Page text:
My colleague Leon has been "rather stirred" by many things about John McCain, including his "decency about immigrants." I'm rather stirred by that too -- it is my favorite thing about McCain, his capacity to argue that it's a profoundly American imperative to treat humans humanely without sneeringly dismissing those who are peeved about our open borders.

But McCain's radio ads in South Carolina are depressing. Counter to the legend that McCain doesn't give a damn what anybody thinks about his controversial positions, he's trying to have it both ways. The only McCain radio ad I've heard down here -- again and again -- is one in which he says, regarding his destroyed immigration reform bill, that he heard the outcry against his position and "I've learned." That's okay, but learned what? 

That, in a McCain administration, those here illegally will have to "go to the back of the line." Now, "go to the back of the line" is code for deporting or otherwise getting the 12+ undocumenteds here to leave -- something I don't think the humane McCain actually wants to do. But that is undeniably how listeners on the Fox affiliate hear the phrase: Deport. After all, what would it substantively mean to send people "to the back of the line" but not send them home, since then they'd still be hanging out in America while others languished overseas, waiting for their legal docs to come through?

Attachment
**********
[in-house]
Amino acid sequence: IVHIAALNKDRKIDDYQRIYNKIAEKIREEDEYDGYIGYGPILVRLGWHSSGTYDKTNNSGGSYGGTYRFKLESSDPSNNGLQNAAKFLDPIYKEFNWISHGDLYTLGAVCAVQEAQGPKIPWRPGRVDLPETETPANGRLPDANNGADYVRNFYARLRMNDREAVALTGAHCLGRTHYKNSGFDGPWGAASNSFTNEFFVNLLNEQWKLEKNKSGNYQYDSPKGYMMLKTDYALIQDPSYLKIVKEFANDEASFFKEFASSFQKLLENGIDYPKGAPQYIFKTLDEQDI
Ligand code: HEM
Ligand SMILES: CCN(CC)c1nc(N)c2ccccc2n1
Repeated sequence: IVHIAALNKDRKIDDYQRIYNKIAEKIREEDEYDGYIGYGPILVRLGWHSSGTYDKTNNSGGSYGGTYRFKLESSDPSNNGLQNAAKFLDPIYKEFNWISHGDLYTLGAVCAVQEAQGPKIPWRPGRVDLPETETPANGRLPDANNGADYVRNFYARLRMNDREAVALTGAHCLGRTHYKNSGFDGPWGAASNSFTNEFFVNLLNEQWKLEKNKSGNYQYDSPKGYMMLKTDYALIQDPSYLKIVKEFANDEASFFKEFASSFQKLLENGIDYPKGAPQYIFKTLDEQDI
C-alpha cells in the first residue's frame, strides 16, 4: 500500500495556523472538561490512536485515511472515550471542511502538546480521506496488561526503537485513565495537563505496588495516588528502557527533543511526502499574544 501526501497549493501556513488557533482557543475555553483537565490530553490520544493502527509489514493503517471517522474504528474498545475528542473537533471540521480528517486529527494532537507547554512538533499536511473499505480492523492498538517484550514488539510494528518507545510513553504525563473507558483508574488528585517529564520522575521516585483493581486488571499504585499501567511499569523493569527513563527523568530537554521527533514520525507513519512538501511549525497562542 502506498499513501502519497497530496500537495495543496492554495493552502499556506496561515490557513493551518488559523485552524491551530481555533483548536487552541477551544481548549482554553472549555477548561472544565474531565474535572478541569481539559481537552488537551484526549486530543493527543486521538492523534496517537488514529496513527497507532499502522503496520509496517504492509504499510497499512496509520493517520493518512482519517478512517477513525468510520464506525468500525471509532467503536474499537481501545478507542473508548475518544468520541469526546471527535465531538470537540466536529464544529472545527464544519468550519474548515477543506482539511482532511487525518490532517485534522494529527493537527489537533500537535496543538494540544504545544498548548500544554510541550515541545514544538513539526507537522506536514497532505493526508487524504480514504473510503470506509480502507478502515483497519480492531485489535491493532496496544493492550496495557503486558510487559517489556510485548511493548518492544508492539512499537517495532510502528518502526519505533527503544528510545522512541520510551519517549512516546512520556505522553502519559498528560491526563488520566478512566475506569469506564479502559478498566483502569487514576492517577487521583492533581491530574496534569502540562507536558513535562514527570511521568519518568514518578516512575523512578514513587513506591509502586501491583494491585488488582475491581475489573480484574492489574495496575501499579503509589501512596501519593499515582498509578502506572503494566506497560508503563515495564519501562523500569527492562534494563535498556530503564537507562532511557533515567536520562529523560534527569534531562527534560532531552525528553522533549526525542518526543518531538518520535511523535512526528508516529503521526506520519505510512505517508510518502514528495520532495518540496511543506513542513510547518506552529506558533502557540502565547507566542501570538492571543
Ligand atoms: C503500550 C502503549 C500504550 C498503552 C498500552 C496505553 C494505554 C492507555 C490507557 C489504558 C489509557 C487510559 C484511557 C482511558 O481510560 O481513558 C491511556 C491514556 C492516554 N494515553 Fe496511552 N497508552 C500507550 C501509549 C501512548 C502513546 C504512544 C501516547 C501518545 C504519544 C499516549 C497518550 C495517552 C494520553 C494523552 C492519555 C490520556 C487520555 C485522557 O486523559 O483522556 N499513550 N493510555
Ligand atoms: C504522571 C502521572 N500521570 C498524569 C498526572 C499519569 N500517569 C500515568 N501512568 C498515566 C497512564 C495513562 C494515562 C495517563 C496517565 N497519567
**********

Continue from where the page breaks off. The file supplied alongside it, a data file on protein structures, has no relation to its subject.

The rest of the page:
Look, I see why McCain feels he needs this ad down here, but it doesn't feather in well with his much-bragged-about Straight Talk reputation.

-- Eve Fairbanks